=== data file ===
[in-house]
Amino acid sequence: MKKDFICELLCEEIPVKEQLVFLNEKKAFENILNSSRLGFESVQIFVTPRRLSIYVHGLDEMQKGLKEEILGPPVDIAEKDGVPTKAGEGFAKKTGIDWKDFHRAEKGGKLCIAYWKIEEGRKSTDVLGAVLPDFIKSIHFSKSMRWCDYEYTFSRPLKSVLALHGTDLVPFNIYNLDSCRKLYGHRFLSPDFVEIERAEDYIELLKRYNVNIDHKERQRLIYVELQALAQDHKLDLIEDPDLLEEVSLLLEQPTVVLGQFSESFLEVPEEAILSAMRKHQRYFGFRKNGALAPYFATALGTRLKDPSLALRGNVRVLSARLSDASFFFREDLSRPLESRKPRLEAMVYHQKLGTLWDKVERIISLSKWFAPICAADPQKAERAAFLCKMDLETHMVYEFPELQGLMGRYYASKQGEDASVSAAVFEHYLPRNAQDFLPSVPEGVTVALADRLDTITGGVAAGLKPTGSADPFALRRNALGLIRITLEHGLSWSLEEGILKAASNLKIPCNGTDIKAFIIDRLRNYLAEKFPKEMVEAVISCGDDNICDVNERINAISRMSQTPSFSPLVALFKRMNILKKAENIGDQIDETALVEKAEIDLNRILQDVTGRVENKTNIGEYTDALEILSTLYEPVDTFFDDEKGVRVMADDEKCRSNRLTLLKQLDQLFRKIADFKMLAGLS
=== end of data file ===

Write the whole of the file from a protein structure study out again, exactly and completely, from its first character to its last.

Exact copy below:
[in-house]
Amino acid sequence: MKKDFICELLCEEIPVKEQLVFLNEKKAFENILNSSRLGFESVQIFVTPRRLSIYVHGLDEMQKGLKEEILGPPVDIAEKDGVPTKAGEGFAKKTGIDWKDFHRAEKGGKLCIAYWKIEEGRKSTDVLGAVLPDFIKSIHFSKSMRWCDYEYTFSRPLKSVLALHGTDLVPFNIYNLDSCRKLYGHRFLSPDFVEIERAEDYIELLKRYNVNIDHKERQRLIYVELQALAQDHKLDLIEDPDLLEEVSLLLEQPTVVLGQFSESFLEVPEEAILSAMRKHQRYFGFRKNGALAPYFATALGTRLKDPSLALRGNVRVLSARLSDASFFFREDLSRPLESRKPRLEAMVYHQKLGTLWDKVERIISLSKWFAPICAADPQKAERAAFLCKMDLETHMVYEFPELQGLMGRYYASKQGEDASVSAAVFEHYLPRNAQDFLPSVPEGVTVALADRLDTITGGVAAGLKPTGSADPFALRRNALGLIRITLEHGLSWSLEEGILKAASNLKIPCNGTDIKAFIIDRLRNYLAEKFPKEMVEAVISCGDDNICDVNERINAISRMSQTPSFSPLVALFKRMNILKKAENIGDQIDETALVEKAEIDLNRILQDVTGRVENKTNIGEYTDALEILSTLYEPVDTFFDDEKGVRVMADDEKCRSNRLTLLKQLDQLFRKIADFKMLAGLS